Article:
Dennis Hopeless, Javier Rodriguez, Alvard Lopez
When we last saw Spider-Woman, she was running off with Black Widow to go die in Secret Wars #1. Don’t worry, she got better, somehow. Better and apparently pregnant. COMICS, EVERYONE!
In case you somehow missed the hoopla, Jessica Drew is back and with child in this newest volume of Spider-Woman. Dennis Hopeless, Javier Rodriguez and Alvard Lopez fully embrace this whole 8 month post Secret Wars gap by putting J-Drew in a scenario no one saw coming. And by doing so, it sets the book off in an entirely new direction, in addition to adding a much beloved character to the cast of supporting characters. As much as I loved having the Porcupine and Phil Urich bounce off Jessica, having Captain Marvel play a larger role in the book give Jessica a chance to interact with her bestie, and makes for a perfect comedic foil to our hero. There’s also a hint that another Spider-lady will be popping up from time to time, but we have to see how this all plays out first.
I really like the way Jessica’s pregnancy is handled in this first issue. She’s upset that she’s being sidelined, but it’s a choice that she ultimately made, not wanting to risk the life of her yet to be born child. Seeing Jessica dealing with a maternity leave and an overly-concerned best friend is fun, but never makes the character the butt of the jokes. She’s struggling with the pregnancy, on her own mind you as there doesn’t seem to be an active father figure present, but she never comes off as weak. If anything it’s the opposite, as it shows Jessica rising to the challenge to meet it head on (with some help from her friends).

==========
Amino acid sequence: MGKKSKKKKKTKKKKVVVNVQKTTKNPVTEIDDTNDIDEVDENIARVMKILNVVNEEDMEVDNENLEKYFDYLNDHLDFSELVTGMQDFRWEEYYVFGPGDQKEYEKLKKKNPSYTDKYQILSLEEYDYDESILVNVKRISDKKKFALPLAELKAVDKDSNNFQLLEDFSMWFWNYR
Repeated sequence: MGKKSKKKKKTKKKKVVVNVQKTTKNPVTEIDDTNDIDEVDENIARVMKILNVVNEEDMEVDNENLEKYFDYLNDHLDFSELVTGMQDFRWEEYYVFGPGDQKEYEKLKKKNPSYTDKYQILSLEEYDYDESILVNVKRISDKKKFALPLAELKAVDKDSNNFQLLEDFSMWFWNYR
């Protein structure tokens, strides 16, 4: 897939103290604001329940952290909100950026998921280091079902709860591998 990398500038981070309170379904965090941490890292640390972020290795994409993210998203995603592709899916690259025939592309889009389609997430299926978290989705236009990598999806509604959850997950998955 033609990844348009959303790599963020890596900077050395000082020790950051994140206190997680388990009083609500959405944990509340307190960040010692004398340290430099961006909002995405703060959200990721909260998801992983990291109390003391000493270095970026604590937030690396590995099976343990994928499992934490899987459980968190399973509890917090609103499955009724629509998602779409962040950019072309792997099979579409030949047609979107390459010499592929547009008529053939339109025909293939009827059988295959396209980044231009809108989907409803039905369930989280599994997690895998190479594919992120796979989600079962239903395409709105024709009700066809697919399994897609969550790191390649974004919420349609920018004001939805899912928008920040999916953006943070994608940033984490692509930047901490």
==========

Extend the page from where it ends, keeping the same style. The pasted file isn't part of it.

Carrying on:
Aside from the addition of her blonde BFF and some cameos from a bunch of prominent Marvel characters, Jessica mostly interacts with Ben Urich, who helping her adjust to an everyday normal person problem, and the Porcupine, who’s gone full amateur super hero. I really dig Jessica training Roger Cocking to be a better person, as its nice to see a petty crook being rehabilitated successfully. Hopeless and Rodriguez did wonders for the character, and seeing him as a full on hero is a nice path of progression for the character. Hopefully it will stick, because while I’m not expecting a Deadpool-level boost for the character, way too many reformed super villains have gone to the side of the angels, only to be written as a villain down the line with little to no explanation.
And while a ton of things have changed for Jessica in terms of the status quo, the creators involved remain just as good as they were before the hiatus. I mean, that sort of thing should go without saying, because more writers and artists don’t suddenly regress in skills after a short hiatus. But we get to see a different side of Javier skills when he as to channel his inner Kirby/Byrne towards the end of the book. I absolutely love the way he draws a certain race of Marvel characters, as they look way creepier and in line with their silver age incarnations than the way they’ve been portrayed as of late. Plus being his own colorists give him a chance to do things with skin and lighting most artist don’t get to do with their own work. And I absolutely love Hopeless’ dialogue in this issue. He gets to focus on these heroes more human sides, which leads to a number of wonder scenes and interactions that are very enjoyable, and sound so natural.
This is the Spider-Woman #1 we deserved for the last year. It’s a fantastic soft reboot that does Jessica Drew, a wonderfully complex and compelling character, justice, while dealing with a subject matter that’s often mishandled by cape comics. Hopeless approaches pregnancy with the respect and sincerity it deserves, ensuring his critics that he’s going to do Spider-Woman right. It’s a great comic, and I can’t wait to see this story arc play out.